With speculation mounting over the date of the next election in Western Australia, the local division of the Property Council has written to the State’s politicians with eight questions it feels embody the key policy issues that affect the property indust
With speculation mounting over the date of the next election in Western Australia, the local division of the Property Council has written to the State’s politicians with eight questions it feels embody the key policy issues that affect the property industry.
A deadline for response has been set for the end of October.
Property Council executive director Joe Lenzo said several independents had responded to the survey so far, but was confident the major parties would respond.
Mr Lenzo said the issues could be broadly grouped into the issues of tax, levies, and development.
“We perceive tax to be the main issue coming into the election. The first three questions deal with new taxes, reduction of land taxes, and the phasing out of stamp duty,” he said.
“It is absolutely vital that no new taxes be introduced.
“Before the last election we sought a commitment that no new taxes be introduced, and that went by the wayside quickly, although it was only last week that the treasurer admitted that if it wasn’t for the property industry, the government’s fiscal position would be in trouble.”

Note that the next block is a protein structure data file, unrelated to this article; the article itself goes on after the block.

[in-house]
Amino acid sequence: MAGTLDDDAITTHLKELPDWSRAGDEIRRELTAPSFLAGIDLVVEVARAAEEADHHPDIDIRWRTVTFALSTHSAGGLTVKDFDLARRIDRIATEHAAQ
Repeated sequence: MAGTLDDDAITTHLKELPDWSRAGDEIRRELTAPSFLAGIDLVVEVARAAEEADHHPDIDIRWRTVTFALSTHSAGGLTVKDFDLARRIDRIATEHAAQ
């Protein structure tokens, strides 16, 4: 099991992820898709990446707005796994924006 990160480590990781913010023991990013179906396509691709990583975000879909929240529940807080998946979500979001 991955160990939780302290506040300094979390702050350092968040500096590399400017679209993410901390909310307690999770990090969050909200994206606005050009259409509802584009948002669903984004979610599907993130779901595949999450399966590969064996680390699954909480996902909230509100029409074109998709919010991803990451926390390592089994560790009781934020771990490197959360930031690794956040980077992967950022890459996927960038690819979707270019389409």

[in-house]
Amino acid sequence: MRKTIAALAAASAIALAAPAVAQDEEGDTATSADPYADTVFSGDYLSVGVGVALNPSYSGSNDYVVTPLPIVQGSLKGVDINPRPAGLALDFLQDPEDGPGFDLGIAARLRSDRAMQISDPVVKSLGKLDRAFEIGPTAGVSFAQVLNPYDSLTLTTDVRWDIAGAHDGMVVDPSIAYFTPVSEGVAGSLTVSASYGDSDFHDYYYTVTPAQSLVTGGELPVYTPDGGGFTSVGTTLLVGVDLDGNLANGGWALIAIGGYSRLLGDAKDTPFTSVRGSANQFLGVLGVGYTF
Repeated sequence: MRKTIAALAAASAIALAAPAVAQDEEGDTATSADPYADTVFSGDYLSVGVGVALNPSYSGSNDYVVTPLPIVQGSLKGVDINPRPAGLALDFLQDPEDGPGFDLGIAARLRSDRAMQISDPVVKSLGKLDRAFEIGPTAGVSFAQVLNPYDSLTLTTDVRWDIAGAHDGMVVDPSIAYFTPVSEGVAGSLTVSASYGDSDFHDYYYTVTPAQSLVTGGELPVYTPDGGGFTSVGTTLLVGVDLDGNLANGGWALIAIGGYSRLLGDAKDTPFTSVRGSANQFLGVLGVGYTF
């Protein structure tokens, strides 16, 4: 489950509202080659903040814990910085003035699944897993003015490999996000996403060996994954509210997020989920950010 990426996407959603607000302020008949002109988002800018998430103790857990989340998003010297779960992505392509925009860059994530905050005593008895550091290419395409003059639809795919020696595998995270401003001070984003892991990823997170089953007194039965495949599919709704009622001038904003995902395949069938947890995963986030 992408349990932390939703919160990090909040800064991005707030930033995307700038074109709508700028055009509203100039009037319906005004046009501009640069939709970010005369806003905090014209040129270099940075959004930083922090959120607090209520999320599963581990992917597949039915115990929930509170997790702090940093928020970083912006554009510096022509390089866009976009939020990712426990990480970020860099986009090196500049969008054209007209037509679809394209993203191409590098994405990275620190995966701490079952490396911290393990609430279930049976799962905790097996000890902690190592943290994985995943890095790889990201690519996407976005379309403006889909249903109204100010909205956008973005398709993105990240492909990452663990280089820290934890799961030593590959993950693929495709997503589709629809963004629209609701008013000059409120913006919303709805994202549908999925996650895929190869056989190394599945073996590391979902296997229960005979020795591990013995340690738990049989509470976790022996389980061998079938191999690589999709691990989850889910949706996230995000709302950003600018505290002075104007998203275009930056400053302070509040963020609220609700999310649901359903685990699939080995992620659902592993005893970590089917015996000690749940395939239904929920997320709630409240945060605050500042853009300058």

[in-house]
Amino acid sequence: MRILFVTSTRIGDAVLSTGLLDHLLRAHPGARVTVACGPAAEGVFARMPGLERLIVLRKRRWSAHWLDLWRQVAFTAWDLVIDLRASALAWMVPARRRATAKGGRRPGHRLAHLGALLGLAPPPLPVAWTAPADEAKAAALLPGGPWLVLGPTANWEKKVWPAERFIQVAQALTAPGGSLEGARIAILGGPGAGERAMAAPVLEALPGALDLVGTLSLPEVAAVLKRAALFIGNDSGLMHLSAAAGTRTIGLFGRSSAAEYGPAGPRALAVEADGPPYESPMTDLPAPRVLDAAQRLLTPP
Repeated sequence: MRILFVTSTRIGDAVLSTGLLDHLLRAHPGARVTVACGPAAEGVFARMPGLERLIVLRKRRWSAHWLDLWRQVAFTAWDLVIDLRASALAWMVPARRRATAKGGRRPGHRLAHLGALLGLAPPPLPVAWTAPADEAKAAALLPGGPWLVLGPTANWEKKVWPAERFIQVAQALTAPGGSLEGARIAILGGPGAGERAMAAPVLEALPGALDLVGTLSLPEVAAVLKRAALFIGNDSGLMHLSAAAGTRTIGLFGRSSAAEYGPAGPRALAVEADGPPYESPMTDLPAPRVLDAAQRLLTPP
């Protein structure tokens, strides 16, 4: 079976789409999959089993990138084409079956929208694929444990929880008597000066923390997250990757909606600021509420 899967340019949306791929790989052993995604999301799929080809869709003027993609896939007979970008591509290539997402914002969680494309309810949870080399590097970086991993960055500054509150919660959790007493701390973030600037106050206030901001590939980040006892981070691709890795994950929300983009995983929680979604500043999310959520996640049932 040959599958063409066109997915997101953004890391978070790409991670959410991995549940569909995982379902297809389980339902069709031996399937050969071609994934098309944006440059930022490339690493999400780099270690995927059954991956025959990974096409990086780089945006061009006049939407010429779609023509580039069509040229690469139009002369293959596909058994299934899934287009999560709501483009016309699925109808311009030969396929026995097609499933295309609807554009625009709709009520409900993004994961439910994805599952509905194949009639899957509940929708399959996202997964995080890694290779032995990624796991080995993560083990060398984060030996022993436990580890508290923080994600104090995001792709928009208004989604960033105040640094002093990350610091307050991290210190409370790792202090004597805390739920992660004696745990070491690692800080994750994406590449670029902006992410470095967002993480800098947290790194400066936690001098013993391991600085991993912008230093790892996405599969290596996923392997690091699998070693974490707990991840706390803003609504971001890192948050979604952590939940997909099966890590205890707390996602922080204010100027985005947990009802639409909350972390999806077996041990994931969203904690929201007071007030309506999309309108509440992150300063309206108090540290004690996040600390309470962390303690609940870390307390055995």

Mr Lenzo said the Property Council was seeking a commitment that parties abolish land tax aggregation.
“”We understand that land tax is an important revenue raiser, however we are asking for the aggregation of land tax to be removed,” he said.
“We are also asking that parties also commit to using GST revenues for the progressive phasing out of commercial property stamp duty in WA within two years of being elected.”
The council is also asking parties to commit to not implementing developer levies. It also wants compensation for property owners for loss of rights resulting from environmental and heritage protection.
“Places like NSW have heavy developer levies, and developers already contribute large amounts of funds and land to support public infrastructure. A developer levy would just be another burden on the property industry,” Mr Lenzo told WA Business News.
“We support the concept of maintaining the environment and heritage, but believe that if it is in the community’s interest to maintain those things, payment for them should come from the community, not property owners.”
The final three questions relate to maintaining government funding contributions for fire and emergency services in WA, amending the Strata Titles Act, and creating a new cabinet portfolio responsibility to represent ‘capital city Perth’.
“Under current Strata Title legislation, all property owners need to agree to refurbish or demolish a strata,” Mr Lenzo said.
“There are a number of buildings that need attention, but it is problematic when only a very small minority don’t agree to fix things.”
He said there was a minister for every region in the State, and that the Property Council believed there should also be a ‘Perth Capital City minister’.
The Property Council says it will release the results when all the information has been collated.